Looking out over the garden in late August, I see the flowers entering the final stage of the season. The Black-eyed Susan blooms are fading, producing seeds that the goldfinches love. The verbenas along the sidewalk have given up, no longer able to take the heat reflected off the cement. This is the usual state of affairs at this time of year. I can accept it because I know they will be back as strong as ever next spring.
This growing season has yielded many pleasant surprises, like the scarlet verbena that returned unexpectedly. However, the crocosmia, once so massive that it rudely elbowed aside its neighbors, barely made its presence known. First planted three seasons ago, it had a rocky start, and only one of the original plants survived until the second season. But that second season was spectacular! The plant grew slowly, but by June, when it began to bloom, it was almost five feet high and sent out flower spikes in all directions so that its width matched its height. It was so large that we could not walk past it from the driveway. The third season was just as impressive. There were more flowers and the plant was somewhat larger.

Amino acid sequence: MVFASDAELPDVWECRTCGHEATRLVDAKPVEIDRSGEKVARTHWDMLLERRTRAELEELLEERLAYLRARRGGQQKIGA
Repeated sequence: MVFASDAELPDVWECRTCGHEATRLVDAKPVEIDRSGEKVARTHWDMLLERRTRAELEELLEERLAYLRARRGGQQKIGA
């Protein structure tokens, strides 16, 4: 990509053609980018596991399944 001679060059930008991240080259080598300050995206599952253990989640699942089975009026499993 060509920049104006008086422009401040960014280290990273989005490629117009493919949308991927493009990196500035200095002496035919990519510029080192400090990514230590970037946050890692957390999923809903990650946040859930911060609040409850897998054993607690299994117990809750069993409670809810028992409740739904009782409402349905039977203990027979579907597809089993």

But this year, it made barely a peep. One or two flower spikes emerged from a few scattered, poorly organized leaves and grew only a few feet high. It could no longer be seen from the street. Like all my plants, I’m attached to the crocosmia. Having fretted through its first season, hoping it would survive, then seeing the triumphant second and third seasons, the fourth season is heartbreaking.
I took these images as a remembrance, and while doing so, could not help thinking, “how the mighty have fallen…”